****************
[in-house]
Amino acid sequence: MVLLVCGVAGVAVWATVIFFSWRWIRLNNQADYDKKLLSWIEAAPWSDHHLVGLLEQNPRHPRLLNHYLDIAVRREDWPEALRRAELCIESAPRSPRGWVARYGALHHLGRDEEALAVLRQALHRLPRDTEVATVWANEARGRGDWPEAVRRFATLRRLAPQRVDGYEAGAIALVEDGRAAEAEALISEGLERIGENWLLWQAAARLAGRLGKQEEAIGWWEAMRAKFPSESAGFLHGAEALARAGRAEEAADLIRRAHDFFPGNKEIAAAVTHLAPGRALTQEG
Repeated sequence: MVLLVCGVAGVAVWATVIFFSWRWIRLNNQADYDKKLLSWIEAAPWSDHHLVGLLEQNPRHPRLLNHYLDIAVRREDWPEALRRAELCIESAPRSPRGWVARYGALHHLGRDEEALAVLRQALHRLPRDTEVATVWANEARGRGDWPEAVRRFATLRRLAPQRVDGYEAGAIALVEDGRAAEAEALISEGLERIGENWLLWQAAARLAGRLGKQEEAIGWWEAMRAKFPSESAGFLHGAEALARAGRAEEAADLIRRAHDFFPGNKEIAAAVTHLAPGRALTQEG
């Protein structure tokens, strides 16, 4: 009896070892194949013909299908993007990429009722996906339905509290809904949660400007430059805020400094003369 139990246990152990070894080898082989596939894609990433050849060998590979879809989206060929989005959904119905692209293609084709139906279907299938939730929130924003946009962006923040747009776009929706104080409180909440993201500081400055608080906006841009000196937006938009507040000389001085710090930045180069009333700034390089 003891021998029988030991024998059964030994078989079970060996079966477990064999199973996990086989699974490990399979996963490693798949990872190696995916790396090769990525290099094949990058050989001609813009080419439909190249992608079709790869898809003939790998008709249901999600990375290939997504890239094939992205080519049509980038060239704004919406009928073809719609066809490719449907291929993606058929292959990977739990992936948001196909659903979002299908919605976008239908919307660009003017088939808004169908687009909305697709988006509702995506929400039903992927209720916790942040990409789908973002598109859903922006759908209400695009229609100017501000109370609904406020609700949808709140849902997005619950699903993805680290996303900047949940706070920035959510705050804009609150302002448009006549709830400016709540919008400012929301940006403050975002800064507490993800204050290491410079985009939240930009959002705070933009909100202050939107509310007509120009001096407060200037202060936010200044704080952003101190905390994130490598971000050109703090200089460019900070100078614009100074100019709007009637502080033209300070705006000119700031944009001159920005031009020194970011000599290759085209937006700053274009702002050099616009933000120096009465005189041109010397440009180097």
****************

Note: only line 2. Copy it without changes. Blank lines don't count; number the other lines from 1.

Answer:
Amino acid sequence: MVLLVCGVAGVAVWATVIFFSWRWIRLNNQADYDKKLLSWIEAAPWSDHHLVGLLEQNPRHPRLLNHYLDIAVRREDWPEALRRAELCIESAPRSPRGWVARYGALHHLGRDEEALAVLRQALHRLPRDTEVATVWANEARGRGDWPEAVRRFATLRRLAPQRVDGYEAGAIALVEDGRAAEAEALISEGLERIGENWLLWQAAARLAGRLGKQEEAIGWWEAMRAKFPSESAGFLHGAEALARAGRAEEAADLIRRAHDFFPGNKEIAAAVTHLAPGRALTQEG